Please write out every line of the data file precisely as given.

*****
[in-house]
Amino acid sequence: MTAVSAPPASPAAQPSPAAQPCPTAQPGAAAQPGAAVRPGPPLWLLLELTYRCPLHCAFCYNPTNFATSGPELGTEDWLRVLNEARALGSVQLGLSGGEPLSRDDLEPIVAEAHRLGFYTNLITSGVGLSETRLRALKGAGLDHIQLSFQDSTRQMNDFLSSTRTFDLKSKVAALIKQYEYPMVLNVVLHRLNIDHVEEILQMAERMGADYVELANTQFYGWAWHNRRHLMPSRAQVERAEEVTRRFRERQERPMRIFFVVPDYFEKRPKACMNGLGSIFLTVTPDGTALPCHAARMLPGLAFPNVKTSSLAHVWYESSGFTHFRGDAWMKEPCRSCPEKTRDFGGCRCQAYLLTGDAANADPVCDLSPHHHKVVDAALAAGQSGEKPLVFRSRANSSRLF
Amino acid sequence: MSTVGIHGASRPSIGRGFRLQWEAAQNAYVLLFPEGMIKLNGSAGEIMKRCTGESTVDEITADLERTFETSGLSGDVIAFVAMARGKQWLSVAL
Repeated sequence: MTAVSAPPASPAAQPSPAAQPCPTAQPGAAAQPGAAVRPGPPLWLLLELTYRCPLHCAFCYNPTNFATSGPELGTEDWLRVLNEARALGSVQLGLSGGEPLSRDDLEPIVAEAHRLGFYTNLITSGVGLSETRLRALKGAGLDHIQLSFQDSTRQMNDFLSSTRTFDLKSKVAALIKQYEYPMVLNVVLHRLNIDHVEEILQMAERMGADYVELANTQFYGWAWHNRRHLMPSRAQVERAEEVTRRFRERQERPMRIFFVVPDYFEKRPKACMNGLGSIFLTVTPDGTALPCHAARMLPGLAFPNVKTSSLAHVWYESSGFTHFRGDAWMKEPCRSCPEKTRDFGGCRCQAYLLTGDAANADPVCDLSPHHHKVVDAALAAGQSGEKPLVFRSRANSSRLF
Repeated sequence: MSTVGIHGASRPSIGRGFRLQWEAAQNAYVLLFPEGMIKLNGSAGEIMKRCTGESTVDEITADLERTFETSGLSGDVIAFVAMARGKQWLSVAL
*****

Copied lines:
[in-house]
Amino acid sequence: MTAVSAPPASPAAQPSPAAQPCPTAQPGAAAQPGAAVRPGPPLWLLLELTYRCPLHCAFCYNPTNFATSGPELGTEDWLRVLNEARALGSVQLGLSGGEPLSRDDLEPIVAEAHRLGFYTNLITSGVGLSETRLRALKGAGLDHIQLSFQDSTRQMNDFLSSTRTFDLKSKVAALIKQYEYPMVLNVVLHRLNIDHVEEILQMAERMGADYVELANTQFYGWAWHNRRHLMPSRAQVERAEEVTRRFRERQERPMRIFFVVPDYFEKRPKACMNGLGSIFLTVTPDGTALPCHAARMLPGLAFPNVKTSSLAHVWYESSGFTHFRGDAWMKEPCRSCPEKTRDFGGCRCQAYLLTGDAANADPVCDLSPHHHKVVDAALAAGQSGEKPLVFRSRANSSRLF
Amino acid sequence: MSTVGIHGASRPSIGRGFRLQWEAAQNAYVLLFPEGMIKLNGSAGEIMKRCTGESTVDEITADLERTFETSGLSGDVIAFVAMARGKQWLSVAL
Repeated sequence: MTAVSAPPASPAAQPSPAAQPCPTAQPGAAAQPGAAVRPGPPLWLLLELTYRCPLHCAFCYNPTNFATSGPELGTEDWLRVLNEARALGSVQLGLSGGEPLSRDDLEPIVAEAHRLGFYTNLITSGVGLSETRLRALKGAGLDHIQLSFQDSTRQMNDFLSSTRTFDLKSKVAALIKQYEYPMVLNVVLHRLNIDHVEEILQMAERMGADYVELANTQFYGWAWHNRRHLMPSRAQVERAEEVTRRFRERQERPMRIFFVVPDYFEKRPKACMNGLGSIFLTVTPDGTALPCHAARMLPGLAFPNVKTSSLAHVWYESSGFTHFRGDAWMKEPCRSCPEKTRDFGGCRCQAYLLTGDAANADPVCDLSPHHHKVVDAALAAGQSGEKPLVFRSRANSSRLF
Repeated sequence: MSTVGIHGASRPSIGRGFRLQWEAAQNAYVLLFPEGMIKLNGSAGEIMKRCTGESTVDEITADLERTFETSGLSGDVIAFVAMARGKQWLSVAL